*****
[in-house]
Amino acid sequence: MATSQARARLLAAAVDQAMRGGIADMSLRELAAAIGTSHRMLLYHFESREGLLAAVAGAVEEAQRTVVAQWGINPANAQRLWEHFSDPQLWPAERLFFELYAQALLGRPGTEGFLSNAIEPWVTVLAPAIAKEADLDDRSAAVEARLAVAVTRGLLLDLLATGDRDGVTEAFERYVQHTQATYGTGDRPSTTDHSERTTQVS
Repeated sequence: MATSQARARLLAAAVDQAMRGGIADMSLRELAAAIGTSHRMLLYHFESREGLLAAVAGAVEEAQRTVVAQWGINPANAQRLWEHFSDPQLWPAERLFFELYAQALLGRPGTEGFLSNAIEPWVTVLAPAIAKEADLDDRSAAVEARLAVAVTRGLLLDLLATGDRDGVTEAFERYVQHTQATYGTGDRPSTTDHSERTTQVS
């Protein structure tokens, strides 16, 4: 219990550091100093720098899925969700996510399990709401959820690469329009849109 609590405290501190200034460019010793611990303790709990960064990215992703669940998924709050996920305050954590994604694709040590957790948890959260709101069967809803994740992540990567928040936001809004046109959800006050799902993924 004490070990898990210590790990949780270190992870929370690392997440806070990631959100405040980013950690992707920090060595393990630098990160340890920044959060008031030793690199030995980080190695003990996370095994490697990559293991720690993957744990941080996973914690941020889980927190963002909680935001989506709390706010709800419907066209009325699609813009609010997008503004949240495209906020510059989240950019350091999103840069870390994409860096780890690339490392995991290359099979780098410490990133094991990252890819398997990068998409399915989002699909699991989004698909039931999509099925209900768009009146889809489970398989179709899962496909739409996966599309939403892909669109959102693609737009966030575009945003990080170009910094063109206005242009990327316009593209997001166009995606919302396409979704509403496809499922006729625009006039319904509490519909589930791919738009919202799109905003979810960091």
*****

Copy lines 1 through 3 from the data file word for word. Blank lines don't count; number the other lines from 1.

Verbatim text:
[in-house]
Amino acid sequence: MATSQARARLLAAAVDQAMRGGIADMSLRELAAAIGTSHRMLLYHFESREGLLAAVAGAVEEAQRTVVAQWGINPANAQRLWEHFSDPQLWPAERLFFELYAQALLGRPGTEGFLSNAIEPWVTVLAPAIAKEADLDDRSAAVEARLAVAVTRGLLLDLLATGDRDGVTEAFERYVQHTQATYGTGDRPSTTDHSERTTQVS
Repeated sequence: MATSQARARLLAAAVDQAMRGGIADMSLRELAAAIGTSHRMLLYHFESREGLLAAVAGAVEEAQRTVVAQWGINPANAQRLWEHFSDPQLWPAERLFFELYAQALLGRPGTEGFLSNAIEPWVTVLAPAIAKEADLDDRSAAVEARLAVAVTRGLLLDLLATGDRDGVTEAFERYVQHTQATYGTGDRPSTTDHSERTTQVS